NAPA, Calif. (KGO) --Things look a lot better Tuesday, despite the widespread damage in Napa.
One business owner told ABC7 News he thinks that downtown Napa will be up and running and look pretty much normal soon, but it's going to take a lot longer for those who own buildings that are red-tagged.
"It moved about two feet forward and eight inches to the left depending on how you look at it," Gary Pierce said.
Like so many people in Napa, Pearce is trying to figure out how to rebuild or whether he can after his late 19th century home was knocked completely off its foundation.
"I've got some friends that are in real estate that have people that work for them who have graciously decided to come out and tell me if this thing if they can lift this thing up and put it back on its foundation, or build a new foundation under it, or whether it's just like the end," Pearce said.
In the meantime, he has to move out and because the home is red-tagged, PG&E came and removed all the gas and electric meters, including the ones that serve his cottage in the back, which wasn't damaged at all.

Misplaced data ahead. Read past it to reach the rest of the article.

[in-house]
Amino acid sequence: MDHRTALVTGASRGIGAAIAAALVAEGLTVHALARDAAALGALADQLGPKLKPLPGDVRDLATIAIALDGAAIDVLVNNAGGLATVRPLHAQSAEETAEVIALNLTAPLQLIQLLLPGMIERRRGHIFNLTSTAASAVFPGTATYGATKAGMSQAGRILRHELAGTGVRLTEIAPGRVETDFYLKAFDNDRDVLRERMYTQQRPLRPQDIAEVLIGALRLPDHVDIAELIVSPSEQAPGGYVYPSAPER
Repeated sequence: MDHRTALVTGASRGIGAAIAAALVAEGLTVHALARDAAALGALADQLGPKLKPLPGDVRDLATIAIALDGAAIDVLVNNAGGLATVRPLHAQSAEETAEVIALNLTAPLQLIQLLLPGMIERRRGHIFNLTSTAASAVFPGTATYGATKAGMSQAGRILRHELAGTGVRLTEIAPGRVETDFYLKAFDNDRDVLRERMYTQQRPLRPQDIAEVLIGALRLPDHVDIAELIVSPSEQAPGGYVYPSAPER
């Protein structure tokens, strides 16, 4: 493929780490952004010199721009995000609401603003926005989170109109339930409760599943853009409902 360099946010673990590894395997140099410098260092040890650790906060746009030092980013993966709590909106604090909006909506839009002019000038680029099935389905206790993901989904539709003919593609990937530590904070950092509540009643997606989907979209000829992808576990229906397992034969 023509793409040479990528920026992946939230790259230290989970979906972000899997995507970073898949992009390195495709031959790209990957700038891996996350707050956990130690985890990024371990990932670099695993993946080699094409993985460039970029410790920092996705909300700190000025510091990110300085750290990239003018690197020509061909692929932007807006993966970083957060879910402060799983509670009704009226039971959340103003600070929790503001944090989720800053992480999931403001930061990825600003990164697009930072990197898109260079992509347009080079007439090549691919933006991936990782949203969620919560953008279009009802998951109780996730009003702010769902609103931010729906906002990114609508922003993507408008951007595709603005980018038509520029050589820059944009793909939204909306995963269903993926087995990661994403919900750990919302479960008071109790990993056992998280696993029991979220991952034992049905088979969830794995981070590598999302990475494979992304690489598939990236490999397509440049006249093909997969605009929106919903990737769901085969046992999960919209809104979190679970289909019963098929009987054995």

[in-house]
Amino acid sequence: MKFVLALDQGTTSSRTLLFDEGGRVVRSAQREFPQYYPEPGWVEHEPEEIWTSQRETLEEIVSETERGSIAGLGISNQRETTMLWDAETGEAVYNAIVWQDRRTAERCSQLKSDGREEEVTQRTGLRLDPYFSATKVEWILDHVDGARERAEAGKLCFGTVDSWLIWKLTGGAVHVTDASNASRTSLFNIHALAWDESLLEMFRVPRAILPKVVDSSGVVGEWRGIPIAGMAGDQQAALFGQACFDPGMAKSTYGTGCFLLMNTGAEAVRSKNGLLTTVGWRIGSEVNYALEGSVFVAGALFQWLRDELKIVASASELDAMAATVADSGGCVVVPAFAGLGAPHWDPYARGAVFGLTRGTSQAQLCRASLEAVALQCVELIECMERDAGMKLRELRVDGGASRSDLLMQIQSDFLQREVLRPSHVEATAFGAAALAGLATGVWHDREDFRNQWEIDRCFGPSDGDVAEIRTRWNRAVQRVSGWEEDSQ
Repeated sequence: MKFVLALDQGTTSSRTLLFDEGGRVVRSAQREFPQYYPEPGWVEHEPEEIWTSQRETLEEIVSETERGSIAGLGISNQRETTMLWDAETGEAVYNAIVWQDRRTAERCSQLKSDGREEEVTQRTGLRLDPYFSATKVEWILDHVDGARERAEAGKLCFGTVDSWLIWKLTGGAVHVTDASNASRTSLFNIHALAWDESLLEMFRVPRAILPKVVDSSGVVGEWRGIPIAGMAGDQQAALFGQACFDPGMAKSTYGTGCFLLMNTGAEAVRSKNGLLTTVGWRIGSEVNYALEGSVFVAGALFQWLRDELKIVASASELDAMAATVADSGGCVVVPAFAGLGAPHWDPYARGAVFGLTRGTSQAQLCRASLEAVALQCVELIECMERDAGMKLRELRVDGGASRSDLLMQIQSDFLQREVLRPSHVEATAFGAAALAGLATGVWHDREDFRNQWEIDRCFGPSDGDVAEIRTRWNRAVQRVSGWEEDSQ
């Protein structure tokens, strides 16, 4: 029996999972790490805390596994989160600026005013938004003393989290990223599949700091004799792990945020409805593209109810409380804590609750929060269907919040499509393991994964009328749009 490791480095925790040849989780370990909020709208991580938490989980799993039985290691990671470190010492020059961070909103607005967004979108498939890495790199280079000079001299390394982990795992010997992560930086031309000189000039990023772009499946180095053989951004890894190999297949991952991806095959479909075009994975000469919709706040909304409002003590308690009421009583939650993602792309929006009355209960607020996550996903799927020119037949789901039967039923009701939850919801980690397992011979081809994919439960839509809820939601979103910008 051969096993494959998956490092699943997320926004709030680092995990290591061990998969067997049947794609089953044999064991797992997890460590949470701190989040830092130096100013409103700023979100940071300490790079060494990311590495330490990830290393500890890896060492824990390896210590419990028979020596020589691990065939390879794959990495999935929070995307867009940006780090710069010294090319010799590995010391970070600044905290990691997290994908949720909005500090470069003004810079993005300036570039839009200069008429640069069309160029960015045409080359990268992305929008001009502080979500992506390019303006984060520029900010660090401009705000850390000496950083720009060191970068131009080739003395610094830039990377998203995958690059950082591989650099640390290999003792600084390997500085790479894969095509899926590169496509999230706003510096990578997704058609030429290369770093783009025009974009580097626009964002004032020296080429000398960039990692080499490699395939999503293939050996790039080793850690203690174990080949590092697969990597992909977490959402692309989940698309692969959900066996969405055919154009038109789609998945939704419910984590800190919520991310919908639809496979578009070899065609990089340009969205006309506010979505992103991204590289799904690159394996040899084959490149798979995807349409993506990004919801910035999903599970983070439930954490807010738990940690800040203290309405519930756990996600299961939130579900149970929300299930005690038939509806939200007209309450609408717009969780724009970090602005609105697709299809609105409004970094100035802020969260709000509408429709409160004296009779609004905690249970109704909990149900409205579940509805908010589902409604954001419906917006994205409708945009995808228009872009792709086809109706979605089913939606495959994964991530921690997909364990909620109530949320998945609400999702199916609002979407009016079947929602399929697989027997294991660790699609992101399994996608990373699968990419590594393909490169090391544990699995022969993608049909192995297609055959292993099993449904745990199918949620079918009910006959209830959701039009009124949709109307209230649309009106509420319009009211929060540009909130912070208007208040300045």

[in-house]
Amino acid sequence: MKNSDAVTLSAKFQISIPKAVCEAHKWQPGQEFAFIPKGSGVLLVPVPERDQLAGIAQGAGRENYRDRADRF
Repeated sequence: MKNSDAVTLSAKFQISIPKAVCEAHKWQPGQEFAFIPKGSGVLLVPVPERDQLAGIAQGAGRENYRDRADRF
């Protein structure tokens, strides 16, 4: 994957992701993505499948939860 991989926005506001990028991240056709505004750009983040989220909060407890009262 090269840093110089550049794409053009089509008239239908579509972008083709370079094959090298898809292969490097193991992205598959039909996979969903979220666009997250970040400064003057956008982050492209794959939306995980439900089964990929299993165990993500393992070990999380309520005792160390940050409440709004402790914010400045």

"The city didn't red tag that, but the meter was on the same board with the rest of the meters, so they took that too, which leaves me with no place to live," Pearce said.
While Pearce figures out where to live short term, he's also got to worry about what will happen to his house long term.
Among those taking a look, engineers from Bay Area-based Simpson Strong-Tie, a company that specializes in earthquake retrofitting and does research on how to keep buildings from being damaged in future earthquakes.
"The collapse was maybe 18 to 20 inches, depending on the conditions of the structure, it might be possible to jack it back into place," Steven Pryor said.
The bottom line is if the historic home can't be repaired, it will have to be destroyed and rebuilt from the ground up.